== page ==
Was that Gordon Brown’s best morning ever? Isn’t it just all downhill from here for him? As he walked in to his press conference with Barack Obama the Prime Minister looked like a cat that had not so much licked the cream as been smothered by one of those aerosol cans of aerated UHT foam that teenagers inject into their mouths at parties. He was positively beaming from ear to ear.
The Locarno Room of the Foreign Office does over the top quite well enough but the government had insisted on sticking eight flags, four from each side of the Atlantic, behind the twin lecterns. The lights went up and Hilary Clinton walked in - remember her, she lost - accompanied by Bananaboy, our Foreign Secretary - he never tried. Then it was Baroness Shriti Vadera, her floral blouse displaying green shoots of recovery, and Tim Geither, the US Treasury secretary who put the frisk into fiscal stimulus.
Mr Brown began with a gushing welcome to the most popular politician in the world, bar Kim Jong-il the leader of North Korea, who is not attending the G20 but launching a test rocket instead. Mr Brown spoke about the special relationship, a”partnership of purpose”, being renewed and Mr Obama’s shoulder’s sagged a little, but only out of tiredness.
Mr Brown found the vocabulary to make the event relevant to people “anxious about their mortgages, their jobs and their family’s future” but it amounted to a thank you for saving my premiership, if only for a day. He is always a little clunky but he looked sincere and happy.
The President reciprocated with warm words, heaping praise on Gordon Brown’s leadership. He could have stopped right there but he went on to cement a friendship by talking about his breakfastime encounter with the Brown family’s dinosaurs in between discussions on Afghanistan. He called him Gordon and Gordon called him Barack. There was no doubting that the two men got on well during their two hour breakfast. They were relaxed in each other’s company in batting the media questions.
Both stressed today that they believed there was considerable “common ground” among the nations and an “unprecedented” agreement would be reached. Mr Obama, cool enough to swig from a water bottle without pouring out a glass, warned that the global recovery could not be built on American shoulders alone. “It can’t be just us in the engine room everyone’s got to pick up the pace,” said the President in a clear dig to French president Nicolas Sarkozy who is upping the ante by suggesting he was not happy with the way negotiations were going.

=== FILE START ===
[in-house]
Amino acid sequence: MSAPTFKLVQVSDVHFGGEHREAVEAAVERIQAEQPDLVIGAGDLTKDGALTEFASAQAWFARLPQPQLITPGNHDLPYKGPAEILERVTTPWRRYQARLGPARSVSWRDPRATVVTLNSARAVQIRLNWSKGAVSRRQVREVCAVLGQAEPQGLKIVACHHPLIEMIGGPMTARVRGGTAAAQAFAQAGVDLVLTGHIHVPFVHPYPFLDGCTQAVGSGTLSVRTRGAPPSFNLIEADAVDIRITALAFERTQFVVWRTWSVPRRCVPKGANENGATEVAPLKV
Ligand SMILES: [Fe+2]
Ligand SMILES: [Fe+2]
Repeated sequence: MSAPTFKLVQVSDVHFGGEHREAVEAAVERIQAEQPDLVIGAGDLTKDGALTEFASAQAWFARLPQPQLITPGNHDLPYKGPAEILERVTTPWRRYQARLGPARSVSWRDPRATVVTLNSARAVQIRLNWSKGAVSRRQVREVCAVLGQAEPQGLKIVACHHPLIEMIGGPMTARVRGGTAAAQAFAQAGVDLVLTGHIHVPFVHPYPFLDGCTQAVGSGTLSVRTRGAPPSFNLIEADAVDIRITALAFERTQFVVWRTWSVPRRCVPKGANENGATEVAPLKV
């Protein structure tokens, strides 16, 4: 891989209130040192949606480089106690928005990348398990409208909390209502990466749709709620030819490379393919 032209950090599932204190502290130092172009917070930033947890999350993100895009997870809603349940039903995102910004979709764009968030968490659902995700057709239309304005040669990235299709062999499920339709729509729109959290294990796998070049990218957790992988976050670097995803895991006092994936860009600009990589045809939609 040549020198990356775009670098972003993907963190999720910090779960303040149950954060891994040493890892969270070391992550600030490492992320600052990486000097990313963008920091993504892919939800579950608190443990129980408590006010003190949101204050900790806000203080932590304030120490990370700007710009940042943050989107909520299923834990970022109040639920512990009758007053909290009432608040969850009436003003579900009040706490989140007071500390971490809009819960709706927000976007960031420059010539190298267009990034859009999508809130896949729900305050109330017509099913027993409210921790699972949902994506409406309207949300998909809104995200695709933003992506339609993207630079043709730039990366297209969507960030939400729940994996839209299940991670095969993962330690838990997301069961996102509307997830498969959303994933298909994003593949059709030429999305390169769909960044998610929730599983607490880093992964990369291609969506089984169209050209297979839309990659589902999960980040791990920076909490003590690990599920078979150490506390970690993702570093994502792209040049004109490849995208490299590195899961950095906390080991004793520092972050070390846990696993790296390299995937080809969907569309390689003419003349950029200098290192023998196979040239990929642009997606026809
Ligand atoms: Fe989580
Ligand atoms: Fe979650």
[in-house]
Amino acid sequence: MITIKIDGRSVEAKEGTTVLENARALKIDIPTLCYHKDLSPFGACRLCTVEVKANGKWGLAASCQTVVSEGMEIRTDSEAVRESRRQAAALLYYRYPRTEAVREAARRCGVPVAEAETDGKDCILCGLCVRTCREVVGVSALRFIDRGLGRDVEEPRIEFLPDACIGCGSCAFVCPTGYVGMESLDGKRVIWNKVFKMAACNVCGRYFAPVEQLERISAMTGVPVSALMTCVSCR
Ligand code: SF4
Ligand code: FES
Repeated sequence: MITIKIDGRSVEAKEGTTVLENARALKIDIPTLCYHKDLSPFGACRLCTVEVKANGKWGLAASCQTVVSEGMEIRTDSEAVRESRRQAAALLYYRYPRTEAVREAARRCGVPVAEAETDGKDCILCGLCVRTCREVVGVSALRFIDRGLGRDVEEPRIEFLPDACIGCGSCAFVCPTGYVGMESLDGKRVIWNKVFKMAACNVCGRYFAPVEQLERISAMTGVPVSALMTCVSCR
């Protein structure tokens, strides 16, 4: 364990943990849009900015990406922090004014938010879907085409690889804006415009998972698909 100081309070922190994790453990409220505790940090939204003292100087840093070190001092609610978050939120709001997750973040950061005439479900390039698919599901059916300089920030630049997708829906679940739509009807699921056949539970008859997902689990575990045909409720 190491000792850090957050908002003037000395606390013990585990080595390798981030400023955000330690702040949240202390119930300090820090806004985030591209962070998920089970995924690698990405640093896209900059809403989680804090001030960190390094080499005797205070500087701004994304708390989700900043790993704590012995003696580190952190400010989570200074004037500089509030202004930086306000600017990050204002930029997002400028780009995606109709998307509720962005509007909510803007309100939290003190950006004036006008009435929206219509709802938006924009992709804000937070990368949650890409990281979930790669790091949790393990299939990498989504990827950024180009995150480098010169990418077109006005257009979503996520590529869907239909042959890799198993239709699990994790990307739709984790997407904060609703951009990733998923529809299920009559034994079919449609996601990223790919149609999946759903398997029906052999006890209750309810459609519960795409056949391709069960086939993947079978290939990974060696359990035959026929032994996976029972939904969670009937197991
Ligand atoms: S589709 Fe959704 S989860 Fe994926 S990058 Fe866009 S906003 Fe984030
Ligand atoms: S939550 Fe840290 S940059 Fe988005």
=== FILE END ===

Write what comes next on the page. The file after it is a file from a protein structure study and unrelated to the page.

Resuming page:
Mr Obama campaigned in poetry but he governs in prose, trying, I suppose, to lower the great expectations of him every time he opens his mouth. He pulled on the harpstrings of hope though. “Despite the current hardships, we are going to get through this. So you should plan sensibly in anticipation that this economy is going to recover. Young families are going to want to buy new homes and sooner or later that clunker of a car is going to wear out, so people will buy new cars.
"I would ask people to have confidence about their futures and that may mean in some cases spending now as investments for the future. Don’t short change the future for fear of the present.”
He might appear ponderous to us but Mr Obama can pull a soundbite out of the air with the grace of a butterfly hunter.
Invited to help out Mr Brown with some landslide victory advice, the president replied: “The only advice I would give Gordon Brown is the same advice I gave myself during the campaign, which is - every time, good policy is good politics.”
“If every day you are waking up saying, how can I make the best decisions to create jobs, help young people imagine a better future, provide more for the elderly, the sick, the vulnerable, sustain the planet, then the best part is you can wake up and look yourself in the mirror.
"And that I think is the kind of integrity Gordon Brown has shown in the past and will show in the future.”
Endorsements don’t get better than that. This could be a good few days for Gordon Brown, even though the agreement on the G20 "isn’t there yet” according to his spokesman. Sarkozy can be swung round and everyone will totter off to the Nato summit but after that it will be back to the grinding reality of being ten points behind in the opinion polls for Mr Brown.
I’ll tell you what though, Alistair Darling’s little noticed reduction in the business rate increase on Tuesday and the change in Gordon Brown’s rhetoric at the dispatch box on Wednesday, referring to potential Tory cuts in every constituency in the land, light up little red lights on the early election notice board for me.
Nothing definite yet but you can be sure the minute Airforce One is off the ground on Thursday evening Number 10 will be scrutinising the private polling. If Obama gives him a lift Brown will be considering a June election.